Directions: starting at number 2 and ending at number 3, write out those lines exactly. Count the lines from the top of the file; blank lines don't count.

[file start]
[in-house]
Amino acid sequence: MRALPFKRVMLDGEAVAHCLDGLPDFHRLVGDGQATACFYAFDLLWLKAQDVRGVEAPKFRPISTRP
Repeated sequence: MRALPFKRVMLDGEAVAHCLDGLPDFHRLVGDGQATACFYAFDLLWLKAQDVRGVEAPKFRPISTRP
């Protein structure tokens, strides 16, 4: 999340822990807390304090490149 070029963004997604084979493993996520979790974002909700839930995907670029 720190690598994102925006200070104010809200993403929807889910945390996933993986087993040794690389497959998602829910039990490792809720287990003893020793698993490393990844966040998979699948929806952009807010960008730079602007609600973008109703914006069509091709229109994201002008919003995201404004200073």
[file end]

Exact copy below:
Amino acid sequence: MRALPFKRVMLDGEAVAHCLDGLPDFHRLVGDGQATACFYAFDLLWLKAQDVRGVEAPKFRPISTRP
Repeated sequence: MRALPFKRVMLDGEAVAHCLDGLPDFHRLVGDGQATACFYAFDLLWLKAQDVRGVEAPKFRPISTRP